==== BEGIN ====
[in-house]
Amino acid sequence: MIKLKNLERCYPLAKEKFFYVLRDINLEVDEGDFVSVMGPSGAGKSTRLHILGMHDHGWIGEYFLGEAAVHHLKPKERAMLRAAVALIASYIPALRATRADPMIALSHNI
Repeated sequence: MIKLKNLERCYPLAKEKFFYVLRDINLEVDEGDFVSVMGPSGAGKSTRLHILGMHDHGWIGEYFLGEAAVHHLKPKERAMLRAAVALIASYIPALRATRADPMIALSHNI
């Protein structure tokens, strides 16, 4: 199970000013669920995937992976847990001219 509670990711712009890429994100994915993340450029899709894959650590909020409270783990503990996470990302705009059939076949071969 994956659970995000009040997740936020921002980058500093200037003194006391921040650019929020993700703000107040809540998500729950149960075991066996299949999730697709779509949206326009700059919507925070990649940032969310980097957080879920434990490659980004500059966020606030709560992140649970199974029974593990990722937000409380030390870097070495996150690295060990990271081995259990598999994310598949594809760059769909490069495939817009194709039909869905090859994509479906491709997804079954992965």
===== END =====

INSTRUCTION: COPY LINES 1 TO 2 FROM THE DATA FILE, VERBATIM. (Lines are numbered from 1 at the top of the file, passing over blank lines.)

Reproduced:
[in-house]
Amino acid sequence: MIKLKNLERCYPLAKEKFFYVLRDINLEVDEGDFVSVMGPSGAGKSTRLHILGMHDHGWIGEYFLGEAAVHHLKPKERAMLRAAVALIASYIPALRATRADPMIALSHNI